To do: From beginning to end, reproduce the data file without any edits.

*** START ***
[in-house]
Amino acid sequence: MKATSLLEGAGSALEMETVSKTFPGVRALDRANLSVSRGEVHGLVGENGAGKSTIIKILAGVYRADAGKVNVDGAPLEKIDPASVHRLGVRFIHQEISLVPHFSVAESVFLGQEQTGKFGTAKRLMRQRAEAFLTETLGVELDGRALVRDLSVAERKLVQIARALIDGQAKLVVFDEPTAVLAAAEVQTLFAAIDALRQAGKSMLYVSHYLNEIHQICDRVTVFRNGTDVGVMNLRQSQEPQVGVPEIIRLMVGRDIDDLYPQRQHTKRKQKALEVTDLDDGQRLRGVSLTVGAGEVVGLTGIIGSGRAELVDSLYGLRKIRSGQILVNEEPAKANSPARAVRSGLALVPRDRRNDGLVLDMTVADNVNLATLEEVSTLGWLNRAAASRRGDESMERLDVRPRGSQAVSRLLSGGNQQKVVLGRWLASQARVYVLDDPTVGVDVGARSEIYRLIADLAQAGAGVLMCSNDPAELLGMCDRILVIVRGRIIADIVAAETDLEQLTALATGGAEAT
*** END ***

[in-house]
Amino acid sequence: MKATSLLEGAGSALEMETVSKTFPGVRALDRANLSVSRGEVHGLVGENGAGKSTIIKILAGVYRADAGKVNVDGAPLEKIDPASVHRLGVRFIHQEISLVPHFSVAESVFLGQEQTGKFGTAKRLMRQRAEAFLTETLGVELDGRALVRDLSVAERKLVQIARALIDGQAKLVVFDEPTAVLAAAEVQTLFAAIDALRQAGKSMLYVSHYLNEIHQICDRVTVFRNGTDVGVMNLRQSQEPQVGVPEIIRLMVGRDIDDLYPQRQHTKRKQKALEVTDLDDGQRLRGVSLTVGAGEVVGLTGIIGSGRAELVDSLYGLRKIRSGQILVNEEPAKANSPARAVRSGLALVPRDRRNDGLVLDMTVADNVNLATLEEVSTLGWLNRAAASRRGDESMERLDVRPRGSQAVSRLLSGGNQQKVVLGRWLASQARVYVLDDPTVGVDVGARSEIYRLIADLAQAGAGVLMCSNDPAELLGMCDRILVIVRGRIIADIVAAETDLEQLTALATGGAEAT